Joe Bloggs (c.1969) was British slang for “any hypothetical person” (cf. U.S. equivalent Joe Blow); earlier “blog” meant “a servant boy” in one of the college houses (c.1860, see Partridge, who describes this use as a “perversion of bloke”). As a verb, “to defeat” in schoolboy slang.

The Blogger online publishing service was launched in 1999.


None of these definitions would be used to describe a newspaper article or column … or even a published rumor. Except — this BBC TV movie was released in 1992. And the word “blog” in a form and meaning we understand is there, where it can’t be because the word did not yet exist.

But it did exist and it meant basically what it means now, except applied to a daily newspaper, not something on the Internet.

I can reach but one conclusion: My accurate sources are wrong. The word did exist at least as early as 1992. If they are wrong about this, what else did they get wrong? Did Agatha Christie use it in the original manuscript? I’d need to have a searchable copy of “The ABC Murders” to do a word search. I don’t have such a book at the moment, but I’ll try to find one. There may be one available as a Kindle and they are searchable. I’ll let you know.

Meanwhile, I can’t find any source that admits any evidence that the word “blog” existed in its current form and usage prior to 1995 (most say 1997). All sources agree on this. The word “blog” comes from “web log.” Except obviously, that’s not true.

It’s a mystery worthy of Dame Agatha herself.

How many other things I know are true, are wrong? Makes you wonder, doesn’t it?

UPDATE: Dateline Uxbridge, 1:22 PM, EDT

After much checking in by helpful readers and friends, the word (given the heavy fake French accent …) might have been one of these three words:

Blood (which is what the transcript of the show thinks it was)

Blab (mebbe, because with the accent, anything that is a single syllable and starts with BL and is followed by an “aw” or “ah” sound could sound like blog

or

Blah, as in “blah, blah, blah” which had during WWI (around 1918), come into common parlance to mean the same thing it means 100 years later.

If anyone has the book, it would be interesting to find out what Dame Agatha actually wrote, as opposed to what the BBC production used in the script. The show is available on Netflix. It is first show of the 1992 season four. “The ABC Murders” is a movie length feature and very well done. It will stand alone as a single viewing.

THINKING ABOUT THINKING

I have no doubt my dogs think. They have a short-term version of planning and will work together to accomplish a goal. Like opening a gate — or dismembering a toy. Surely they would hunt together if they had something to hunt. Dogs are, after all, pack animals.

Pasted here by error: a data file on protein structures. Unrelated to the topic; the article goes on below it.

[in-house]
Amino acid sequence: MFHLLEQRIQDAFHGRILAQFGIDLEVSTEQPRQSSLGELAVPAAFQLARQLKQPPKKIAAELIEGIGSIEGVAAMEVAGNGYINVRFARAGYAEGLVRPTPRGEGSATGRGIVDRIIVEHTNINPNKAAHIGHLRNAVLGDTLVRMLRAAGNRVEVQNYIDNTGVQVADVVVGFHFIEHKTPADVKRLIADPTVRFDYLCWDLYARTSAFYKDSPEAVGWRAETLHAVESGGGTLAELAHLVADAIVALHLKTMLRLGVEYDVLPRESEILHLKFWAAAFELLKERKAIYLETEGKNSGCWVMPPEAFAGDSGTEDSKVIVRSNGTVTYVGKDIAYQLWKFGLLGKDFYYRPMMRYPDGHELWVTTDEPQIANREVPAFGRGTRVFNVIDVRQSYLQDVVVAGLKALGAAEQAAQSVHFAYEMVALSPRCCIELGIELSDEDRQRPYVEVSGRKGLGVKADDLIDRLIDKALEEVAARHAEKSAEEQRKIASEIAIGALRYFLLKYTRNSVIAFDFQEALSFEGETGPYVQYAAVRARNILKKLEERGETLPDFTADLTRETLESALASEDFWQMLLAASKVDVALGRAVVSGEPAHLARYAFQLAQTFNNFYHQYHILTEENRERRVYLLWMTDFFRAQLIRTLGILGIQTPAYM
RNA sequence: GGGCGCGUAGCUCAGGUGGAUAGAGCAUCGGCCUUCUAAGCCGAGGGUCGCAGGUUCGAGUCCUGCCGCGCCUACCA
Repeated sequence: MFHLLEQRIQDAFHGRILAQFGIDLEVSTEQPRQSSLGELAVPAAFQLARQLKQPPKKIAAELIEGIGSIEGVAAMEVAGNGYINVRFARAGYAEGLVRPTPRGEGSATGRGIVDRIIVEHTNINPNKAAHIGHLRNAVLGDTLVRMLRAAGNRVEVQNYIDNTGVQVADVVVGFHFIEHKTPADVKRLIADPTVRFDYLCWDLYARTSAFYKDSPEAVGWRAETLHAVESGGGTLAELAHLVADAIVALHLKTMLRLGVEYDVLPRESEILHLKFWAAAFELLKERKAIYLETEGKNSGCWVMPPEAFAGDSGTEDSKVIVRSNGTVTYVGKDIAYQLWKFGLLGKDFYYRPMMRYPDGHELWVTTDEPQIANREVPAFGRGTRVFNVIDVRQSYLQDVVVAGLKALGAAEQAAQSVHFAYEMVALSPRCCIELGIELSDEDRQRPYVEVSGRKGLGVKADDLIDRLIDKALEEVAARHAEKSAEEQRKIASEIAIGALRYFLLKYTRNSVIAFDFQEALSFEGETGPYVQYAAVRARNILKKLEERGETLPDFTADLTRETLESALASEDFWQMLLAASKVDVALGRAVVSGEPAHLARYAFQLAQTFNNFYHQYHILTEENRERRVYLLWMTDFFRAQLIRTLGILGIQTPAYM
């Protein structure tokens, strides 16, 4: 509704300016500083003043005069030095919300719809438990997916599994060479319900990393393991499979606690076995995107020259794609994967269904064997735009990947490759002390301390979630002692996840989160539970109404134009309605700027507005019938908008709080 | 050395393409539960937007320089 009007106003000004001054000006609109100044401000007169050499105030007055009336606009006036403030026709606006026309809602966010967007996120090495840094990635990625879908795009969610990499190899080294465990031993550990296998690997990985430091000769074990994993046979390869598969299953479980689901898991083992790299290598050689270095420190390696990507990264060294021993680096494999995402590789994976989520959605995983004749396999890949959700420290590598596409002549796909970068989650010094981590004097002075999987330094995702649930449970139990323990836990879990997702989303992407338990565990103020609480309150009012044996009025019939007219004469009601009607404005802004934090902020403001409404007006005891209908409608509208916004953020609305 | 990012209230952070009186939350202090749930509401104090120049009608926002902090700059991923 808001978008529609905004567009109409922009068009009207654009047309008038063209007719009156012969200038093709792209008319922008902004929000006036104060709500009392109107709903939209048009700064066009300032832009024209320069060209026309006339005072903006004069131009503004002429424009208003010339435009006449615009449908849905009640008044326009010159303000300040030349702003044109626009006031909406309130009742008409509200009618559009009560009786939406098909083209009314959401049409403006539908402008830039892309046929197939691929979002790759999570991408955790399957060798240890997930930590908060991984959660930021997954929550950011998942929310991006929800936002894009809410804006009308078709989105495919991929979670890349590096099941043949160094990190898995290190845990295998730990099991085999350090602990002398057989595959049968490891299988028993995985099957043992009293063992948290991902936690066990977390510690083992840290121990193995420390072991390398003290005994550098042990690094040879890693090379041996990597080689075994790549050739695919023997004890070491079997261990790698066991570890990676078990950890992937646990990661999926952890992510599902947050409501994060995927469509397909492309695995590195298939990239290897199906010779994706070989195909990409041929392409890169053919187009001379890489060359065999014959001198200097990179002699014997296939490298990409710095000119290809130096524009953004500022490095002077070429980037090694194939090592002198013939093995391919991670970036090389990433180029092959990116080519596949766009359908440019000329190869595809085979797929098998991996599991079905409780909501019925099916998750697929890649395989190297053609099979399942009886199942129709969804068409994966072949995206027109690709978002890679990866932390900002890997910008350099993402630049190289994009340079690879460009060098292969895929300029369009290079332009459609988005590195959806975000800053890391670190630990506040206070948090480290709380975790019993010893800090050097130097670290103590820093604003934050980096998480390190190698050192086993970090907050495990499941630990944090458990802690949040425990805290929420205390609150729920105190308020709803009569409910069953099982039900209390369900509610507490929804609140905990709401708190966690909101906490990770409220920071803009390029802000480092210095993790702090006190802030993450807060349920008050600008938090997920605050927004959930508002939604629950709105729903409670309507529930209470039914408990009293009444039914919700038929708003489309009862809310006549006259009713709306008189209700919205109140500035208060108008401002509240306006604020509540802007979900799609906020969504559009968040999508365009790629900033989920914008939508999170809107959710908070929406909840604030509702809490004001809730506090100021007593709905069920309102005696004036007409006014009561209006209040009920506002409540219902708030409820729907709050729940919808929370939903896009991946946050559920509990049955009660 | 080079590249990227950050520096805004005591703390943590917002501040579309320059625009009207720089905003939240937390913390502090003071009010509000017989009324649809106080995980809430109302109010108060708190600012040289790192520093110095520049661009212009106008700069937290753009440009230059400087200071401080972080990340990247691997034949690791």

They communicate. We watch them. They sit silently staring into each other’s eyes. Then they get up, together, and go out to bark, or to the kitchen to remind us they need to eat, now please. I suspect they believe we won’t remember to feed them unless they remind us.

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What forms do their thoughts take? They don’t use words. Even though they understand some words if we use them, I doubt that’s how they form ideas. So they must employ their other senses. How much is visual? Do they also think in sound and scent? It’s obvious they know what they want. They can be remarkably clever and creative in getting it … but how can they plan with no words?

Now and again, I try to “think” without words. I always fail. Inevitably, anything in my head comes with narration, conversation, and a lot of subtext.

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Dolphins and whales talk to each other in some version of language, but words used human-style is apparently species-specific. We can teach other creatures to understand and sometimes even use words, but it’s unnatural for them. Only people need words. It’s not only how we communicate, it’s inherent to our understanding of our world. It’s the way we categorize everything, remember anything.

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Ideas and concepts can’t exist without words. Language has the hooks on which we hang everything, real and conceptual. We are the only species that needs a spoken language and the only one that writes. Along with the opposable thumb, it’s how we rule the earth.

If we were to lose our languages, we would probably lose it all. I don’t think thumbs would save us.